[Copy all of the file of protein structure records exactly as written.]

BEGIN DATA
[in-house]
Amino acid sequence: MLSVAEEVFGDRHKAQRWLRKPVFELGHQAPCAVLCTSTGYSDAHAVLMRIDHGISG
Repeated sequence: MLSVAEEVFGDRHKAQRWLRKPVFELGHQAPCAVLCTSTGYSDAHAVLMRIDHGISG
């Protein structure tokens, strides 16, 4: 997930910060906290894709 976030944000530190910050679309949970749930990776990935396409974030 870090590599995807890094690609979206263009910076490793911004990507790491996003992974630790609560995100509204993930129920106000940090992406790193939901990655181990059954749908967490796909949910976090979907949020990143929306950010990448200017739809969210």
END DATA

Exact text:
[in-house]
Amino acid sequence: MLSVAEEVFGDRHKAQRWLRKPVFELGHQAPCAVLCTSTGYSDAHAVLMRIDHGISG
Repeated sequence: MLSVAEEVFGDRHKAQRWLRKPVFELGHQAPCAVLCTSTGYSDAHAVLMRIDHGISG
């Protein structure tokens, strides 16, 4: 997930910060906290894709 976030944000530190910050679309949970749930990776990935396409974030 870090590599995807890094690609979206263009910076490793911004990507790491996003992974630790609560995100509204993930129920106000940090992406790193939901990655181990059954749908967490796909949910976090979907949020990143929306950010990448200017739809969210």